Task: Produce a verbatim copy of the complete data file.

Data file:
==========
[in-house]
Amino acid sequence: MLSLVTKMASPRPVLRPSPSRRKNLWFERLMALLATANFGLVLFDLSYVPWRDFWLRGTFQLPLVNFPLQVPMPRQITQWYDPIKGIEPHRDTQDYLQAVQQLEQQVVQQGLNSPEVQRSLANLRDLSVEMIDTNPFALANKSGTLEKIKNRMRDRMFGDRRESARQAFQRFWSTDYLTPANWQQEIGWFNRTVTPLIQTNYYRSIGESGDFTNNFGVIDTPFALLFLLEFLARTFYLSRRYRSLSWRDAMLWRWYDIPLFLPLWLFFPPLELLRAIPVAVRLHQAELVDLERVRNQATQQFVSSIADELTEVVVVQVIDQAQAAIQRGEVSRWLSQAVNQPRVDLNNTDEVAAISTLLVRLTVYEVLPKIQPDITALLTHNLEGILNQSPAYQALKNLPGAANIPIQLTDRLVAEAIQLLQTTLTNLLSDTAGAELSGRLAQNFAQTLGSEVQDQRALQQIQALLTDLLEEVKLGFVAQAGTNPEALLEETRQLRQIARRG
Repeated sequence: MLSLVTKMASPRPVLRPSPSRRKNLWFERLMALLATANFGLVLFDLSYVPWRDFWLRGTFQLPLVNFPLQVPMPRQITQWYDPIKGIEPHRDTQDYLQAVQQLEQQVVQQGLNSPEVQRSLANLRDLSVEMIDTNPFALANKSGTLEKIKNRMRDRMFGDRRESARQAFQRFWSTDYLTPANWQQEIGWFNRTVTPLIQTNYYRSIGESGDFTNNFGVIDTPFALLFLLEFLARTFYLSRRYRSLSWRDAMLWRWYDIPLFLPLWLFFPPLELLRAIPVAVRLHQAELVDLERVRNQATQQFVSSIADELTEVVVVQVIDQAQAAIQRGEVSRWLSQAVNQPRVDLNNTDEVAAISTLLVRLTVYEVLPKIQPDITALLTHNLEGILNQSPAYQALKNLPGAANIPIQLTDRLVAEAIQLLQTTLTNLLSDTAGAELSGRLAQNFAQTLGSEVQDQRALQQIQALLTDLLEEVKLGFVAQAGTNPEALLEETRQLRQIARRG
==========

[in-house]
Amino acid sequence: MLSLVTKMASPRPVLRPSPSRRKNLWFERLMALLATANFGLVLFDLSYVPWRDFWLRGTFQLPLVNFPLQVPMPRQITQWYDPIKGIEPHRDTQDYLQAVQQLEQQVVQQGLNSPEVQRSLANLRDLSVEMIDTNPFALANKSGTLEKIKNRMRDRMFGDRRESARQAFQRFWSTDYLTPANWQQEIGWFNRTVTPLIQTNYYRSIGESGDFTNNFGVIDTPFALLFLLEFLARTFYLSRRYRSLSWRDAMLWRWYDIPLFLPLWLFFPPLELLRAIPVAVRLHQAELVDLERVRNQATQQFVSSIADELTEVVVVQVIDQAQAAIQRGEVSRWLSQAVNQPRVDLNNTDEVAAISTLLVRLTVYEVLPKIQPDITALLTHNLEGILNQSPAYQALKNLPGAANIPIQLTDRLVAEAIQLLQTTLTNLLSDTAGAELSGRLAQNFAQTLGSEVQDQRALQQIQALLTDLLEEVKLGFVAQAGTNPEALLEETRQLRQIARRG
Repeated sequence: MLSLVTKMASPRPVLRPSPSRRKNLWFERLMALLATANFGLVLFDLSYVPWRDFWLRGTFQLPLVNFPLQVPMPRQITQWYDPIKGIEPHRDTQDYLQAVQQLEQQVVQQGLNSPEVQRSLANLRDLSVEMIDTNPFALANKSGTLEKIKNRMRDRMFGDRRESARQAFQRFWSTDYLTPANWQQEIGWFNRTVTPLIQTNYYRSIGESGDFTNNFGVIDTPFALLFLLEFLARTFYLSRRYRSLSWRDAMLWRWYDIPLFLPLWLFFPPLELLRAIPVAVRLHQAELVDLERVRNQATQQFVSSIADELTEVVVVQVIDQAQAAIQRGEVSRWLSQAVNQPRVDLNNTDEVAAISTLLVRLTVYEVLPKIQPDITALLTHNLEGILNQSPAYQALKNLPGAANIPIQLTDRLVAEAIQLLQTTLTNLLSDTAGAELSGRLAQNFAQTLGSEVQDQRALQQIQALLTDLLEEVKLGFVAQAGTNPEALLEETRQLRQIARRG